PFA member, Billy Kee is on track to building a future as a bricklayer after overcoming the struggles he experienced being a professional footballer.
Kee joined Leicester City in 2007, signing a professional contract with the club in 2009. He went on to play for Torquay United, Burton Albion and Accrington Stanley, the latter of who retired the No 29 shirt in honour of their former striker, who scored 83 goals in 243 appearances for the club across two spells.
Although Kee enjoyed a successful playing career, it was not without its challenges. Kee told the Guardian that on the final day of last season, he had faked an injury because he simply did not want to play anymore: “I had a little niggle in my knee but it wasn’t as bad as I made it out to be. I didn’t want to be there and I’d just had enough because it broke me down so much and I couldn’t cope anymore.”
During his time as a professional footballer, Kee struggled with bulimia, anxiety and depression. After realising he could not live a healthy life whilst playing professionally Kee retired, enjoyed some time away with his family and sought help from the PFA.
Engaging with an eating-disorder clinic, Kee now has a lifestyle that allows him to enjoy his downtime with his family and helps him try and overcome the ‘rat that runs around your head’, he explains: “That rat is still there – you just have to put it in a box sometimes. I don’t think it is ever going to go away but I have to learn to live with it in the right ways. It’s almost a case of training the rat now.”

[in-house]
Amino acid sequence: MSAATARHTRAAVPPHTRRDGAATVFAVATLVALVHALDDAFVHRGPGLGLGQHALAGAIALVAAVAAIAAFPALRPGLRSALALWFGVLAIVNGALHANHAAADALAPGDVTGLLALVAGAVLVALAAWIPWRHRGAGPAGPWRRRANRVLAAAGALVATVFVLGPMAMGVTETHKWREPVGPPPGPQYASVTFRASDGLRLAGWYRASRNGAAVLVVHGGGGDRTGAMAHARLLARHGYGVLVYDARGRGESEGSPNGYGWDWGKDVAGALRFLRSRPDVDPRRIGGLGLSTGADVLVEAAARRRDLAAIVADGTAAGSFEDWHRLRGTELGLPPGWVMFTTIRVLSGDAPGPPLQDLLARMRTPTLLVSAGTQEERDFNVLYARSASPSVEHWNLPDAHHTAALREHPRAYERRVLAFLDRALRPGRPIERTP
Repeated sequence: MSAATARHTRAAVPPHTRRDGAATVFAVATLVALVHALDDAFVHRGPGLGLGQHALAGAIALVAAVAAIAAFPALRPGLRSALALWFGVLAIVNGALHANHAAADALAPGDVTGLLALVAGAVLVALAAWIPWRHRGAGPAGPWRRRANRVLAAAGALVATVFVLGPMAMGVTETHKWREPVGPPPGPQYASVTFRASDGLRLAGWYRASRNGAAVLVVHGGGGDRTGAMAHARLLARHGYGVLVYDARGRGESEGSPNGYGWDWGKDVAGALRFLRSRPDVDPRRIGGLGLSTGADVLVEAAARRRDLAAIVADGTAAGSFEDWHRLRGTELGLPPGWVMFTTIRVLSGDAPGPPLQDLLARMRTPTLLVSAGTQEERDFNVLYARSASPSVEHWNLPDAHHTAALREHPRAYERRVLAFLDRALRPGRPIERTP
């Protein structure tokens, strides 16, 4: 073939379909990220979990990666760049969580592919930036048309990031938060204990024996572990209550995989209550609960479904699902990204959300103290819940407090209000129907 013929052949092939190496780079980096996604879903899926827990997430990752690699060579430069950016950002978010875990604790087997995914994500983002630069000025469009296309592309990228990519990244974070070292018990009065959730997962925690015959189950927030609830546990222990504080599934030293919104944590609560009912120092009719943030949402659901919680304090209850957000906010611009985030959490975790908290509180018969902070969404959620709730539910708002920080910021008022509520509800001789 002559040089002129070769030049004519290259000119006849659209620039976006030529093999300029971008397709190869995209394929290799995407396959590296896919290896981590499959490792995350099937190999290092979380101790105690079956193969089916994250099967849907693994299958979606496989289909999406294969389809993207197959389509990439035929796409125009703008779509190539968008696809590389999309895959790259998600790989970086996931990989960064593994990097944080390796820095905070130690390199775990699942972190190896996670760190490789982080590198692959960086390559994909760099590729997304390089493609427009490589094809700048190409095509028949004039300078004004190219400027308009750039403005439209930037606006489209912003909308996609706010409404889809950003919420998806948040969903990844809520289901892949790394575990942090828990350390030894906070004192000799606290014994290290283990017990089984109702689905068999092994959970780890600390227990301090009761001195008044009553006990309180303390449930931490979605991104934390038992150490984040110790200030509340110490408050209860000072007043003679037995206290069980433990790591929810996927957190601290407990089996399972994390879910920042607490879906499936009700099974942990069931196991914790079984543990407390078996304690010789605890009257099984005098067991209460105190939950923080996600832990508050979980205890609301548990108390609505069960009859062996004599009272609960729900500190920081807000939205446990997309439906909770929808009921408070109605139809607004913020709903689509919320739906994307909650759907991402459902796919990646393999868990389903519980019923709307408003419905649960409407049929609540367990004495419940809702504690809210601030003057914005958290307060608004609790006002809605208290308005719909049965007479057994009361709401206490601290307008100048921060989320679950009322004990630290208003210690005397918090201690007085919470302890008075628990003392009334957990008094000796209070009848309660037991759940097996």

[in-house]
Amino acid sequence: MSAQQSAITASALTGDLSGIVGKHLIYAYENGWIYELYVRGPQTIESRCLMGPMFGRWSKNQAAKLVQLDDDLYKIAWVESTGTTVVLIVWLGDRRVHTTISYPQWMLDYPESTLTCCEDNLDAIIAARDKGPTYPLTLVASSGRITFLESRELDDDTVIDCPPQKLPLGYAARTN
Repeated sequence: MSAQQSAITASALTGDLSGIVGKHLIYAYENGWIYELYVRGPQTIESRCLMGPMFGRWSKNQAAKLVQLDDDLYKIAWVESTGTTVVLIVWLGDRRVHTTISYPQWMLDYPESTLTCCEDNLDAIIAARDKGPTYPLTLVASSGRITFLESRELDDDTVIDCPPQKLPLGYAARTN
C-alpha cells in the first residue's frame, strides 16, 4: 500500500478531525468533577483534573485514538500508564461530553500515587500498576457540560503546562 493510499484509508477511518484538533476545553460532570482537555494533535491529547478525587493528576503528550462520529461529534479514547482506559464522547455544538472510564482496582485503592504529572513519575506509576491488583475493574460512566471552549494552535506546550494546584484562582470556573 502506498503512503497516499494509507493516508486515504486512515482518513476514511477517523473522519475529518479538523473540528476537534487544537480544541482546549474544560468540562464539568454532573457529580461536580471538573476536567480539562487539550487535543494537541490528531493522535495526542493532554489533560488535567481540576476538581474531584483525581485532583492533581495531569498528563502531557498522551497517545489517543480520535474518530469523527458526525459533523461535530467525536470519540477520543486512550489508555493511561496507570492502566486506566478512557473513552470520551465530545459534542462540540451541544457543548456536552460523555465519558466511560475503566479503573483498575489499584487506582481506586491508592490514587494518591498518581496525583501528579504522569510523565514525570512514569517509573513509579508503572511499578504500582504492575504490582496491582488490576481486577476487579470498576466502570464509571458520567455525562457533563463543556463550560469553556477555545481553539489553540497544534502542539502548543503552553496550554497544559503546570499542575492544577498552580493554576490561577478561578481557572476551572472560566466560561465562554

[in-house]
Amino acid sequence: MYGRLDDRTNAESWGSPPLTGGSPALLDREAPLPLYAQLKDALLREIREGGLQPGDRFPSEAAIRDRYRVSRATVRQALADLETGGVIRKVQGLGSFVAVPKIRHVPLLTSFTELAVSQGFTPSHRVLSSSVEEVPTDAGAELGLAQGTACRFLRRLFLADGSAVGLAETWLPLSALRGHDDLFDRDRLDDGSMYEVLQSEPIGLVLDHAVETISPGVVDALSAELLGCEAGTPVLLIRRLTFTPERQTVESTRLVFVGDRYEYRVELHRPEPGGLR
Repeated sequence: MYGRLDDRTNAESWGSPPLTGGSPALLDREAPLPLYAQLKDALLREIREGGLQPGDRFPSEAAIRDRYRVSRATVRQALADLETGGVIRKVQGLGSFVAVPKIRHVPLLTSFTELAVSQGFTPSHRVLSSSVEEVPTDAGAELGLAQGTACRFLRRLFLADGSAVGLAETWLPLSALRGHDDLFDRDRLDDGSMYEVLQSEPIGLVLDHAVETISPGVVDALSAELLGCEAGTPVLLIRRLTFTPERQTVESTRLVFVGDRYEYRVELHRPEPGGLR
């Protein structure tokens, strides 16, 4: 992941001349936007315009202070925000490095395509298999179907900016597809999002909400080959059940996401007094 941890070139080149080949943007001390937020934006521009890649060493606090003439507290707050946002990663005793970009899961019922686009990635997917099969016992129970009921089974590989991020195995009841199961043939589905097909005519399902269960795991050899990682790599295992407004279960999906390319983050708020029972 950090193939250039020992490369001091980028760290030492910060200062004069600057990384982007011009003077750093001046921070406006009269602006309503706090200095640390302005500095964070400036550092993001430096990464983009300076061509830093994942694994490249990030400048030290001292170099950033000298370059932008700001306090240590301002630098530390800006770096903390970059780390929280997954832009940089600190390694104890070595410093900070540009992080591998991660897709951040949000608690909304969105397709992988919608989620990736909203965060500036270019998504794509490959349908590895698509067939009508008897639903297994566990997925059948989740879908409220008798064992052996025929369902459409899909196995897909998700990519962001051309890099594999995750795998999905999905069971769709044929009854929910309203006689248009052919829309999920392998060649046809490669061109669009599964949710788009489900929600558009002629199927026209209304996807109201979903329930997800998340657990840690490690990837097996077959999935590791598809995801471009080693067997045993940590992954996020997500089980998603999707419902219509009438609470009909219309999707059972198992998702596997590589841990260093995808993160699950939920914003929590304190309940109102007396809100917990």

He explained of his new work on the building site: “Finishing training at 12.30pm gave me too much thinking time, but coming home from work now, you’re absolutely knackered and you’re ready to have a couple of beers, sit with the missus and the kids, have a bit of dinner and go to bed, and it’s lovely. When I was in football, I don’t think I ever went to bed before midnight. I was on edge and always overthinking. Now I go to bed every night at 10 o’clock.”
From his own experience, Kee encourages any players, former or current, who are struggling with any issues to contact the PFA for assistance. ““These players are scared because they have families and mortgages to pay but it’s good people are reaching out for help because it shows we’re moving in the right direction.
“When your dream comes to an end, you need to go and live another dream and my next dream is to build a house and to live in it as a big, happy family.
“If there’s any footballer going through all this, I’d say don’t be scared to opt out and go and do something else, because the PFA will help you.”
Contact the PFA
All services are private and confidential, current or former players (or concerned friends and family) can access support from The PFA Charity:
• e: firstname.lastname@example.org
• t: 07500 000 777